Guest View as published today's 9 May 2011 Northern Advocate (p. 6), under the heading





Zelka Grammer

GE Free Northland chairwoman

9 May 2011


Cheers WDC for saying NO to GE.

Whangarei councillors recently made history by unanimously rejected the outdoor use of genetically engineered crops and animals in Whangarei District.

WDC is now asking other Northland councils to join in a collaborative plan change to ban all GMOs in our region.

This is a wise move considering that a big multinational like Monsanto or Crown Research Institutes can apply for GE experiments or releases on our patch, without being liable for any harm caused.

After lobbying central government for over 7 years to fix the flaws and gaps in the national minimal legislation that covers GE, local councils have finally had enough and are saying no to GE.

Deformed GE salmon, blends of transgenic animals (including human genes) , GE trees and GE crops that contain insecticide in every cell and gene are the types of experiments Council wants to ban locally to protect our biosecurity, farmers, rural communities and public health.

The Environmental Risk Management Authority (ERMA) approved experiments with GM cattle resulting in high mortality rates and gross deformities. Six-month-old calves who appeared "normal" unexpectedly died when their internal organs ruptured.

AgResearch lodged four applications lodged with ERMA for a wide-ranging conditional release of transgenic animals to undisclosed North Island locations, all of which were fortunately withdrawn after a High Court decision. The ethical, animal welfare and biosecurity issues involved with such costly GE animal experiments are considerable and for what benefit?

Whangarei Mayor Morris Cutforth said recently, "Our District is strong in farming and tourism, two areas that have the potential to suffer greatly from a GMO trial gone wrong."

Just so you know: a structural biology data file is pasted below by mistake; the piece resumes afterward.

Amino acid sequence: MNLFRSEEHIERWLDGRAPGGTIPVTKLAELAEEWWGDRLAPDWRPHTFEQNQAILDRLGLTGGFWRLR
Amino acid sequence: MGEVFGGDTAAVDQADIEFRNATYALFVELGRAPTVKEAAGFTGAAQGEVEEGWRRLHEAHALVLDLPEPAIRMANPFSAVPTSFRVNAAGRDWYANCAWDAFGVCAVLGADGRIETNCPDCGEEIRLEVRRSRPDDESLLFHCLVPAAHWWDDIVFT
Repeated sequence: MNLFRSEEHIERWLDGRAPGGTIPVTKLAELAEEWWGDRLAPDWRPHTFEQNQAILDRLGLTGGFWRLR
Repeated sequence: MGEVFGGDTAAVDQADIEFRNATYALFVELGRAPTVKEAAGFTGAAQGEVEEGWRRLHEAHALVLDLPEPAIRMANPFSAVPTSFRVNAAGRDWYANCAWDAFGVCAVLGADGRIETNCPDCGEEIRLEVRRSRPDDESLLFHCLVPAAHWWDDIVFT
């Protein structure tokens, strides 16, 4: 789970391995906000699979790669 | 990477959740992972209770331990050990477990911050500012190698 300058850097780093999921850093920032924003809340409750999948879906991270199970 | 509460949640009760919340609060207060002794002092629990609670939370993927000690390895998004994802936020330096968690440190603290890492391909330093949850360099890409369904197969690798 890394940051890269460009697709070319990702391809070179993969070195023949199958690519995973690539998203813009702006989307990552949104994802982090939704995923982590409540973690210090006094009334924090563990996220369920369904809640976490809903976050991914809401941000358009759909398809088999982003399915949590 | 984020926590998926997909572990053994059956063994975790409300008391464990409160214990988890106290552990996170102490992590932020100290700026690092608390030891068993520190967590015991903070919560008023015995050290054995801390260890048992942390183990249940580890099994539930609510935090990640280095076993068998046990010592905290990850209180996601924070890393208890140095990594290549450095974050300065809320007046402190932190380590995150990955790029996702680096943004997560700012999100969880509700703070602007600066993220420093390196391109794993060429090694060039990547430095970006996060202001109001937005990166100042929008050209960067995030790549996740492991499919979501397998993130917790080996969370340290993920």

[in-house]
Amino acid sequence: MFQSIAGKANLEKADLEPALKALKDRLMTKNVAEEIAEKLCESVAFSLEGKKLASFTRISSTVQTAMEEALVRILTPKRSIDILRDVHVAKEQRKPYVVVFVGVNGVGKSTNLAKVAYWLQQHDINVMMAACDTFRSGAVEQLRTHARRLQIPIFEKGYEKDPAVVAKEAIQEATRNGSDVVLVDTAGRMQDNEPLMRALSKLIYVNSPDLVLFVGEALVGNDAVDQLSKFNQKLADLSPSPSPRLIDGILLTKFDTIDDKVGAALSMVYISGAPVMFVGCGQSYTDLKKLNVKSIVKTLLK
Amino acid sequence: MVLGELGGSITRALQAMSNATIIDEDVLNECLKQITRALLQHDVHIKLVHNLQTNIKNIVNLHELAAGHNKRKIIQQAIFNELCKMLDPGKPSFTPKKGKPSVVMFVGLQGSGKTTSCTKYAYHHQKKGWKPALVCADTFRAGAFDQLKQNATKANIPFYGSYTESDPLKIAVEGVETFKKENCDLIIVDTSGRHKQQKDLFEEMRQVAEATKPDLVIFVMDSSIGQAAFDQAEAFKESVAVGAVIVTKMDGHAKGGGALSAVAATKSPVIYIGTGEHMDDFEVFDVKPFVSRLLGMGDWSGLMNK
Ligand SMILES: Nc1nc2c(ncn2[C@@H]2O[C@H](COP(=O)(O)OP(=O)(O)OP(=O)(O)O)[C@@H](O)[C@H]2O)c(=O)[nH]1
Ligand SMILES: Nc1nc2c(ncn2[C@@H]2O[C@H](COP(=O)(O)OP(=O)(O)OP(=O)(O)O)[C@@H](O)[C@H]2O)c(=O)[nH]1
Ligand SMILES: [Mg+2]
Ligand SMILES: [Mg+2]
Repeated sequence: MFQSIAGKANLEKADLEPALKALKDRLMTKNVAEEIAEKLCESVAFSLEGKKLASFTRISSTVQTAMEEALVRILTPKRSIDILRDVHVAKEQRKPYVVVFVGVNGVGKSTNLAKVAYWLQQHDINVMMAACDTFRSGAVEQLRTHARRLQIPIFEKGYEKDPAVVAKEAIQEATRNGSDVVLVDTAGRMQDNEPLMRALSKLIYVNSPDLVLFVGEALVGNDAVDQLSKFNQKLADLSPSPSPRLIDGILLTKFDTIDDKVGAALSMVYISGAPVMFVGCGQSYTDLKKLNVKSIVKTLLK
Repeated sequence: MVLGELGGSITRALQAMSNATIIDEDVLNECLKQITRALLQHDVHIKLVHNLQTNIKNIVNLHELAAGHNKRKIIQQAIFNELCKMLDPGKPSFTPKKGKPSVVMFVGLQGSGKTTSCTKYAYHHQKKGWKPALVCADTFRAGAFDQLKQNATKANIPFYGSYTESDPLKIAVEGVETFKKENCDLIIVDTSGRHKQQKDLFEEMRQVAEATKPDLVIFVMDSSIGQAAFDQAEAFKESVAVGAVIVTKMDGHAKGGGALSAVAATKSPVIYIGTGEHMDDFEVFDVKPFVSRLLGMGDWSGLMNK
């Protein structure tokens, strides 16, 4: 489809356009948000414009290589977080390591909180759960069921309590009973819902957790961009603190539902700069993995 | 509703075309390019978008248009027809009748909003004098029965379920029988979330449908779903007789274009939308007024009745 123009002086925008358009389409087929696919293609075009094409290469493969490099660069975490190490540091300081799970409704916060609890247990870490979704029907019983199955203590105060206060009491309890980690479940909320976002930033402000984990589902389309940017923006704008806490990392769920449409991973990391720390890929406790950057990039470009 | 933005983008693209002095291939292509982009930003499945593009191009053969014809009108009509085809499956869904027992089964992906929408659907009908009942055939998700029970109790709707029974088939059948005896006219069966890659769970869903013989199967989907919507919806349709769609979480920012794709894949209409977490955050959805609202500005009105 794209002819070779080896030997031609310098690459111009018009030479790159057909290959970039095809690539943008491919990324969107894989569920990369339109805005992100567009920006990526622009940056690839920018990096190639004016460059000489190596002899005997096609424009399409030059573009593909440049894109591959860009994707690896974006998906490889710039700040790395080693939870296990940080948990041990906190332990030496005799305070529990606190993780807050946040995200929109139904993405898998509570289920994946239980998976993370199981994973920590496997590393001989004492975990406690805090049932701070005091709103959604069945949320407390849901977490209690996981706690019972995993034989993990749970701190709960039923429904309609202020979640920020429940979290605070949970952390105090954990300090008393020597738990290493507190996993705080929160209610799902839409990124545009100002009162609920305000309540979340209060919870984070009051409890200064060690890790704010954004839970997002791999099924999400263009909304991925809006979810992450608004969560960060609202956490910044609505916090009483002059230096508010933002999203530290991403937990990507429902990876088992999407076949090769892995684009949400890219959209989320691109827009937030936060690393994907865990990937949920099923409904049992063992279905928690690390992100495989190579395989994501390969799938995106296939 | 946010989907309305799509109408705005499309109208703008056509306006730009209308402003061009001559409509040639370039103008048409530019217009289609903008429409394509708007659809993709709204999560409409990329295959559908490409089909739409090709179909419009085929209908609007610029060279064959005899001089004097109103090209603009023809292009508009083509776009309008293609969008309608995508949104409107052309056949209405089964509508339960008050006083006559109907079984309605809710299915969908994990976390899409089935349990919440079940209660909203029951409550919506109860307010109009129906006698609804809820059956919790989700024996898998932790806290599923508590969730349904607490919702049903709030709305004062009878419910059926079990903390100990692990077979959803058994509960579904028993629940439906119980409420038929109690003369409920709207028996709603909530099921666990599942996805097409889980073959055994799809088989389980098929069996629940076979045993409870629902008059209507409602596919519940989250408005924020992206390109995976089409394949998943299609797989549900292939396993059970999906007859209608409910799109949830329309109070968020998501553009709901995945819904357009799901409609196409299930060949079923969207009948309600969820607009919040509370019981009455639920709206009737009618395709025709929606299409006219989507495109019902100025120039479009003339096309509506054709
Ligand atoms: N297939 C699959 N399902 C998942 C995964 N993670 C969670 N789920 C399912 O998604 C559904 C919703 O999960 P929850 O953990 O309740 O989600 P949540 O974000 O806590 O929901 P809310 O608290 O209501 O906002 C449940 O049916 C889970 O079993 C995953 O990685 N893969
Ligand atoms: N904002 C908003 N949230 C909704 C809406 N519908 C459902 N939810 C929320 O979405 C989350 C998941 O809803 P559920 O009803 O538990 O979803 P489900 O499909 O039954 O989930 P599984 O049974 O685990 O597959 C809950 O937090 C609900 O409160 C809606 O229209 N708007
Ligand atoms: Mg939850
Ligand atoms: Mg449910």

Reputations take years to build up and Whangarei is well regarded as a place of clean, green beauty with a healthy pastoral sector. With the immediacy of today's traditional and social media networks, a reputation can be altered forever in a few seconds," so why should we risk our existing and valuable GE free status?

There is also a glaring lack of strict liability for any damage resulting from such experiments.

Currently, New Zealand GMO experimenters are not liable for damage resulting from an ERMA approved activity or required to prove ability to cover damage or post bonds. Such costs unacceptably lie with affected neighboring land users and local governments. We need to protect ourselves from such GE cowboys.

Authoritative information from overseas documenting adverse impacts of GMOs on ecosystems like waterways and on conventional and organic farmers should heighten our resolve to say ‘No’ to GMOs.

Dr. Emma Rosi-Marshall and colleagues of the Cary Institute have reported that streams throughout the Midwestern U.S. Corn Belt are receiving insecticidal proteins originating from adjacent GM crops when residual corn material is washed away.

Many published reports show GE crops impacting negatively on the environment and the health of field workers and causing illness and death like in animals traditionally grazing on GM cotton stubble.

This indicates a need for the Northland Regional Council (NRC) to actively support regional local governments working to ban GMOs. The NRC has a strong precautionary policy in its 10 Year Community Plan and proactively proposed a precautionary GMO provision in the NRC Regional Policy Statement. This needs to be retained and strengthened.

In rejecting hazardous new GMO technologies the Whangarei District Council (WDC) is continuing a proud tradition consistent with its widely accepted nuclear free policy and has set an inspirational example to neighbouring councils. ENDS

Mutant cows die in GM trial

By Eloise Gibson

Saturday May 1, 2010


Animal death toll ends cloning trials


by Kiran Chug


Ruakura pulls pin on cloning facility


Waikato Times

Last updated 13:00 21/02/2011